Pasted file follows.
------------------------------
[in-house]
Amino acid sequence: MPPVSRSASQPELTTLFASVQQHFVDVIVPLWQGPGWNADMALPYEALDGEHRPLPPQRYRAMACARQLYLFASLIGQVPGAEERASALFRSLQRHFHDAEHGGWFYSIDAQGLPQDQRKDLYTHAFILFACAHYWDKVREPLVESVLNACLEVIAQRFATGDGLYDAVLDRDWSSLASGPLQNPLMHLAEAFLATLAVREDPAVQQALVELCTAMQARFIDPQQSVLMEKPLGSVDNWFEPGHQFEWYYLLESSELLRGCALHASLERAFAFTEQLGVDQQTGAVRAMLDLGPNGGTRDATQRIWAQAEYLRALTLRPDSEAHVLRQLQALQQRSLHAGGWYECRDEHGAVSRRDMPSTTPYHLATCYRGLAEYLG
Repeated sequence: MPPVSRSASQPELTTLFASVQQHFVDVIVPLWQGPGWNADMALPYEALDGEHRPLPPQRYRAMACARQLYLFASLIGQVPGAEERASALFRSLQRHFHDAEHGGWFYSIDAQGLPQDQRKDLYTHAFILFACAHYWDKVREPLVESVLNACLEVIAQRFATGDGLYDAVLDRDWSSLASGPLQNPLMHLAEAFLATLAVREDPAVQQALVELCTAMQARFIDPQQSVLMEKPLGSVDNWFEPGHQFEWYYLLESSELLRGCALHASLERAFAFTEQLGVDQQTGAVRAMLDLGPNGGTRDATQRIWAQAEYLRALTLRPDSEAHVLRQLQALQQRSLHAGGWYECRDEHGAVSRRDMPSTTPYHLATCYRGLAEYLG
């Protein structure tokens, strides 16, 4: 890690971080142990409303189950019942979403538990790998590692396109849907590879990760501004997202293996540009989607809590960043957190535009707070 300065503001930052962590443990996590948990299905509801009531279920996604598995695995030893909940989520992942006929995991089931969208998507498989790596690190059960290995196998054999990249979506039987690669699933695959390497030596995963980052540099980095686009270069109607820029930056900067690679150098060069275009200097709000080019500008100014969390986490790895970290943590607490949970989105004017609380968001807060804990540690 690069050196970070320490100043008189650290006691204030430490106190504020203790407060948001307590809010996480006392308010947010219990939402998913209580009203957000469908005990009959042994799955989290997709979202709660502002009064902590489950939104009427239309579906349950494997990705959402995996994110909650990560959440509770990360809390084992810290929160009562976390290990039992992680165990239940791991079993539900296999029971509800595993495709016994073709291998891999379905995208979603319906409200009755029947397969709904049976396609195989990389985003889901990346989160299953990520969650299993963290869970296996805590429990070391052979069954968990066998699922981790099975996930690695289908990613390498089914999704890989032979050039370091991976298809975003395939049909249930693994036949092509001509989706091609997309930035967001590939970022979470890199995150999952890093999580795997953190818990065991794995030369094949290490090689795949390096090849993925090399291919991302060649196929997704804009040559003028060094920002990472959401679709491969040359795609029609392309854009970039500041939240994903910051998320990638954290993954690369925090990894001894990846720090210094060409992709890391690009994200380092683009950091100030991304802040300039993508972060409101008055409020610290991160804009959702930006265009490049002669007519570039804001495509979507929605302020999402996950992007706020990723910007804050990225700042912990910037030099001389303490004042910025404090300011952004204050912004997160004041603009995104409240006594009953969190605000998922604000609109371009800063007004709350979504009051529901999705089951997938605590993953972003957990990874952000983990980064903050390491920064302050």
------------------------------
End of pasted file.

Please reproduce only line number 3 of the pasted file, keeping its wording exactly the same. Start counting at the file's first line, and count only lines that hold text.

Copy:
Repeated sequence: MPPVSRSASQPELTTLFASVQQHFVDVIVPLWQGPGWNADMALPYEALDGEHRPLPPQRYRAMACARQLYLFASLIGQVPGAEERASALFRSLQRHFHDAEHGGWFYSIDAQGLPQDQRKDLYTHAFILFACAHYWDKVREPLVESVLNACLEVIAQRFATGDGLYDAVLDRDWSSLASGPLQNPLMHLAEAFLATLAVREDPAVQQALVELCTAMQARFIDPQQSVLMEKPLGSVDNWFEPGHQFEWYYLLESSELLRGCALHASLERAFAFTEQLGVDQQTGAVRAMLDLGPNGGTRDATQRIWAQAEYLRALTLRPDSEAHVLRQLQALQQRSLHAGGWYECRDEHGAVSRRDMPSTTPYHLATCYRGLAEYLG